Two and a half years have passed since the disastrous oil spill in the Gulf of Mexico, but there are still open questions about the extent of the damage the gusher caused. BP and the federal government are discussing a settlement, though the exact amount of money BP will have to pay up is still unclear.
But take, for example, some information that Greenpeace recently received in response to a Freedom of Information Act request filed more than two years ago seeking evidence of the spill's impact on endangered species. The latest batch of photos and documents the group received focuses on a dead sperm whale that researchers on the ship Pisces found about 77 miles from the site of the Deepwater Horizon on June 2010. (The group had previously received a batch of photos of oiled sea turtles.)
The dead whale was documented in a press release on June 16, 2010, but the Greenpeace FOIA also turned up a number of photos of the bloated, burnt whale that appeared to have been floating in the water for at least a few days before it was found.
The photos are pretty grim; it's hard to even tell it's a whale until you notice the protruding jaw bone. It doesn't appear that photos of it were widely circulated at the time, though at least one National Oceanic and Atmospheric Administration (NOAA) photo did appear online, and a school teacher aboard the research ship also posted some of her own photos of the body. Several of the emails released in the FOIA response state that people aboard the ship were told not to post photos. "I just spoke to the command center in Houma and they have asked that you all not post the photos to anyone as they are part of an official investigation," says one email sent from a NOAA staffer to others on the ship, asking that they refrain from posting until they get permission from the Joint Information Center.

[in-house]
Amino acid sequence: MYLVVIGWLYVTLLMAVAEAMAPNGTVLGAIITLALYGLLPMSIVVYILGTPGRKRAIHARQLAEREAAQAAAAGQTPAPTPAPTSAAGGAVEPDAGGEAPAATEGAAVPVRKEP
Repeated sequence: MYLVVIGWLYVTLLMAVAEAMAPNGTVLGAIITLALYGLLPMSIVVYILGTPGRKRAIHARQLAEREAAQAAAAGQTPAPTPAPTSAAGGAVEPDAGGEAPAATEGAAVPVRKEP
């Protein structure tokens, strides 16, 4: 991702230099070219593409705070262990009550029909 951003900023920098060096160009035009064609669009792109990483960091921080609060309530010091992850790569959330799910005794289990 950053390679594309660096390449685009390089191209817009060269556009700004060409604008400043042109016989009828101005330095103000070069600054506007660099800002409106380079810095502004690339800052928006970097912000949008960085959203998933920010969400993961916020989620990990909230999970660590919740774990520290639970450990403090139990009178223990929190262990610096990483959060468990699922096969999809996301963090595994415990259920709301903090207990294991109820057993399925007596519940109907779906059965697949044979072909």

What's unclear is whether they ever determined what killed the whale, which was described as "sub-adult." It was already pretty decomposed when they found it. The press release noted that it was "impossible to confirm whether exposure to oil was the cause of death," but said that they collected skin swabs, blubber, and skin samples for analysis.
But there weren't any follow-up reports on what those tests found. The official tally of animals affected by the spill on the NOAA website says that there were two dead sperm whales found in the months after the spill; it's unclear whether the whale in the photographs is included in that figure. [NOAA had not responded to questions by the time this went to press, but I have added an update below.)
Greenpeace wants to know what happened to the whale. "They never published them or made an explanation," said Kert Davies, the group's research director. "They took samples, swabs, but we never saw the lab results … What happened to it? How many times does a whale just die?"
Hal Whitehead, a biologist and sperm whale expert at Dalhousie University in Nova Scotia, told Mother Jones that most whales live a long time—as long as 80 years—and typically die of natural causes. The population of the endangered sperm whales was dense in the Gulf at last tally, but still relatively small—between 1,400 and 1,660. "They appeared to be doing well before the spill," said Whitehead.
But the sperm whale population was still vulnerable, and there was a lot of fear at the time that even a few deaths could severely impact the their long-term survival. Biologists also note that only some of the dead bodies are actually found and tallied; there are likely more that are never found.
While this is a photo of just one dead whale, it does speak to the larger questions of just how much the Gulf spill cost—in dollars, but also in things that are hard to measure, like the loss of endangered species.
UPDATE: NOAA spokesman Ben Sherman said Wednesday morning that the agency did conduct tests on the whale samples, but "because the animal was so badly decomposed the cause of death could not be determined." The whale was, however, included in the tally of bodies collected after the oil spill. He also said that in telling people on the boat not to publish photos, they were following the protocol for the federal response team on reporting new findings "so that the information could be cataloged and verified as part of the the investigation against BP."